Importantly, this study is the first to identify GA-dependent miRNA expression profiles in glutamine-addicted GBM cells with a consistent pattern of GA expression: high levels of GLS isoforms but only traces or lack of GLS2 transcripts [64]. Noteworthy, miRNA-153 was found to inhibit GBM cell growth in U87MG cell line, modulating GLS expression by directly targeting the 3′-UTR of GLS mRNA [65]. Although some miRNAs have been shown to regulate GA expression in certain types of cancers [66], it is currently unknown whether similar miRNA mechanisms would contribute to GLS activation and GLS2 repression in gliomas [64]. Of interest, a combination therapy which incorporates chemotherapy, radiotherapy, as well as GA- and miRNA-based therapy is likely to be the future direction for the treatment of gliomas [67]. Nonetheless, miRNAs studied in this article will require further functional analysis to evaluate whether they can play a direct role in the clinical outcome of patients suffering from GBM. Second, the marked change in glutathione and oxidative status following GLS silencing or GAB overexpression are a promising tool against cancer progression [68], including glioma cells [69]. Combinatorial and synergic strategies including glutaminase inhibitors are gaining important battles against cancer [70,71,72,73]. Isoenzyme specific GA expression [74] and associated miRNAs [75] can contribute to improve the efficiency of new drugs [76] and to block medicament resistance [77], targeting key tumour pathways [78], inducing cancer metabolic reprogramming [79], and helping to win this war in XXI century.

Availability of data and materials

All data generated in this study are available from the corresponding author on reasonable request.

Abbreviations

AKT:

Protein kinase B

ATCC:

American Type Culture Collection

CAT:

Catalase

CRE:

Copper Reducing Equivalents

DMEM:

Dulbecco's Modified Eagle Medium

DTNB:

5,5′-dithiobis-(2-nitrobenzoic acid)

EGFR:

Epidermal growth factor receptor

EMT:

Epithelial-mesenchymal transition

ESCC:

Oesophageal squamous cell carcinoma

FBS:

Foetal bovine serum

FTC:

Fluorescein 5-thiosemicarbazide

GA:

Glutaminase

GAB:

Longer GLS2 transcript

GAC:

Shorter GLS transcript

GFP:

Green fluorescent protein

GBM:

Glioblastoma

GLS:

Glutaminase isoenzyme

GLS2:

Glutaminase isoenzyme 2

GR:

Glutathione reductase

GSSG:

Oxidized glutathione

GSH:

Reduced glutathione

HCC:

Hepatocellular carcinoma

KGA:

Longer GLS transcript

LGA:

Shorter GLS2 transcript

lncRNA:

Long non-coding ribonucleic acid

MAPK:

Mitogen-activated protein kinase

MDA:

Malondialdehyde

miRNA:

microRNA

mTOR:

Mammalian target of rapamycin

NRF2:

Nuclear erythroid factor 2-related factor 2

OSCC:

Oral squamous cell carcinoma

PDCD4:

Programmed cell death four gene

PDGFRB:

Platelet-derived growth factor receptor beta

PGC-1α:

Peroxisome proliferator-activated receptor γ coactivator1α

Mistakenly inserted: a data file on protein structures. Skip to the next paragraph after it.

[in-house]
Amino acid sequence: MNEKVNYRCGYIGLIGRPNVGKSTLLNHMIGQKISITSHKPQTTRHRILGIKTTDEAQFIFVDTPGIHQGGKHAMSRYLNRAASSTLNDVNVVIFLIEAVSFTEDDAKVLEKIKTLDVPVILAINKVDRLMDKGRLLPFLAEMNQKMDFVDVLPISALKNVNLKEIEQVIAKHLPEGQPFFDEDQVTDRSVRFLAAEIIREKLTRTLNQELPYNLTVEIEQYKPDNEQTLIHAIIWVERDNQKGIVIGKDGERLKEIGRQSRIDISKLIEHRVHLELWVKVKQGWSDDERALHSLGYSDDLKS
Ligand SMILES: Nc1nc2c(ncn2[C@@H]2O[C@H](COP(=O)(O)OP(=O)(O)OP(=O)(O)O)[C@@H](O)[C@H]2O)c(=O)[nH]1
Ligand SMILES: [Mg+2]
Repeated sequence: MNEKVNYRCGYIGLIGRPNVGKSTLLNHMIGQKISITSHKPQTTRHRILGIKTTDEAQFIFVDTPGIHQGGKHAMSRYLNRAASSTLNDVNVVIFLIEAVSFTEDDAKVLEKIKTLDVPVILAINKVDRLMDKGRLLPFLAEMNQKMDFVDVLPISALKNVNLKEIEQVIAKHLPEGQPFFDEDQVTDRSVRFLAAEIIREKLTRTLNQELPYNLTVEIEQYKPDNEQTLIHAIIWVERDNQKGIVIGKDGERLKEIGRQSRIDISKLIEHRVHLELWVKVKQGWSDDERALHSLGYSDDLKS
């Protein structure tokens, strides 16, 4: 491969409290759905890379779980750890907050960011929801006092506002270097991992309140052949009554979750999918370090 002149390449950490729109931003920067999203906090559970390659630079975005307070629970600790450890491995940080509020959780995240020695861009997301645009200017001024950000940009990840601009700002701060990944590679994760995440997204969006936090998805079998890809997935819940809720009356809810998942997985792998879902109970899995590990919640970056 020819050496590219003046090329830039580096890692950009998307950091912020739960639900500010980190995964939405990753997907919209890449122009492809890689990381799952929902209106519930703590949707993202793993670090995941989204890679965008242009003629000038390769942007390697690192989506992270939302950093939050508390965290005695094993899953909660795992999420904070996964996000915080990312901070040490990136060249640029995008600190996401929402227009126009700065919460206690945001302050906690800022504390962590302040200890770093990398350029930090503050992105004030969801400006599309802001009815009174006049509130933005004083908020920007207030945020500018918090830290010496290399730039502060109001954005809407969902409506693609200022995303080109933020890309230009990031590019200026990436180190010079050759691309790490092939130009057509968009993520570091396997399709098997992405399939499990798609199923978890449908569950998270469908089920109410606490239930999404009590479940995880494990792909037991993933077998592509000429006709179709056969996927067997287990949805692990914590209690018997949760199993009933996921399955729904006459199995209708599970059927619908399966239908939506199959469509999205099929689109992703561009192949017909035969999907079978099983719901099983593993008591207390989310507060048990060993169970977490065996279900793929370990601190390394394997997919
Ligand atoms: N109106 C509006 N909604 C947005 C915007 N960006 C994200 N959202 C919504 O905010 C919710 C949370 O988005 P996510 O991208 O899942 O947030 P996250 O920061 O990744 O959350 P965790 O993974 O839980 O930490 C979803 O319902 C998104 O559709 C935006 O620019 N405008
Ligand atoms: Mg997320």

PI3K:

Phosphatidylinositol-3-kinase

PTEN:

Phosphatase and tensin homolog

qRT-PCR:

Quantitative reverse transcription-polymerase chain reaction

RIN:

RNA integrity numbers

RNAi:

RNA interference

ROS:

Reactive oxygen species

SD:

Standard deviation

siRNA:

Small interferent RNA

SIRT1:

Sirtuin 1

SOD:

Superoxide dismutase

TAC:

Total antioxidant capacity

TBARS:

Thiobarbituric acid reactive substances

tGSH:

Total glutathione

TGF-β:

Transforming growth factor-β

TIMP3:

Tissue inhibitor of metalloproteases 3

TP63:

Tumour protein 63

TPM1:

Tropomyosin 1

UCA1:

Urothelial carcinoma-associated 1

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Acknowledgements

Thanks are due to Monika Szeliga, Department of Neurotoxicology, Mossakowski Medical Research Centre, Polish Academy of Sciences, Warsaw, Poland. She kindly provided LN229-GAB(+) GBM cell model.

Funding

This work was financially supported by Ministerio de Ciencia y Tecnología of Spain, RTI2018-096866-B-I00 (to JMM and JM) and Ministerio de Educación of Spain PHB2010-0014-PC (to JMM). RJD is supported by the Howard Hughes Medical Institute, the National Cancer Institute, the Cancer Prevention and Research Institute of Texas, and the Moody Foundation. Thanks are also due to CAPES/DGU 250/11, Brazil (to FCS, RC and AC). JDSJ is granted by FPU17/04084, Ministerio de Ciencia, Innovación y Universidades.

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Authors

Contributions

JMM designed research and wrote the paper. JDSJ, JACS, CMT, NUP, DB, JMC and FCS: performed experiments. JDSJ, MMR, AP, MCGG, CC, LC: cultures of cancer cells and supervised experiments. TC and RJDB: provided LN229 and LN229-GLS(−) cells. CL, FJA and JAS: supervised microarray experiments. JDSJ, JACS, JM and JMM: analysed data. JDSJ and JACS prepared the figures. JDSJ, JACS, FJA, JAS, RC, AC, RJD and JM: advised the design and reviewed the paper. All authors read and approved the final manuscript.

Corresponding author

Correspondence to José M. Matés.

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Ethics approval and consent to participate

Not applicable since no patients subjects were used in this study.

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Not applicable. All authors read and approved the manuscript.

Competing interests

RJD is an advisor for Agios Pharmaceuticals.

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Supplementary Information

Additional file 1: Figure S1.

Analysis of GLS protein isoforms (KGA and GAC) downregulation in T98G-GLS(−) and its control (scramble siRNA-transfected) T98G.

Additional file 2: Figure S2.

MicroRNA expression analysis of T98G(T98G-pcDNA), T98G-GAB(+), LN229 (LN229-GFP), and LN229-GLS(−) cell samples, using miRXplore™ microarrays.

Additional file 3:

TableS1. Steep-loop sequences, mature sequences and probe sequences of the one thousand microRNAs used for microarray experiments.

Additional file 4:

TableS2. The microRNAs ratio list was determined for T98G-GAB(+) vs. T98G(T98G-pcDNA), depicted at column F, and for LN229-GLS(−) vs. LN229 (LN229-GFP) cells, depicted at column G.

Additional file 5: Figure S3.

Summary of all oxidative stress parameters in the four cell models studied LN229-GLS(−)/LN229 (LN229-GFP), T98G-GLS(−)/T98G (scrambled siRNA-transfected T98G), LN229-GAB(+)/LN229 (LN229-pcDNA) and T98G-GAB(+)/T98G(T98G-pcDNA), with the exception of Protein Damage parameter (g), which shows LN229-GLS(−)/LN229 (LN229-GFP) and T98G-GAB(+)/T98G (T98G-pcDNA).

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de los Santos-Jiménez, J., Campos-Sandoval, J.A., Márquez-Torres, C. et al. Glutaminase isoforms expression switches microRNA levels and oxidative status in glioblastoma cells. J Biomed Sci 28, 14 (2021). https://doi.org/10.1186/s12929-021-00712-y

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Keywords

  • Antioxidant enzymes
  • Cancer
  • Glioblastoma
  • Glutaminase
  • microRNA
  • Oxidative stress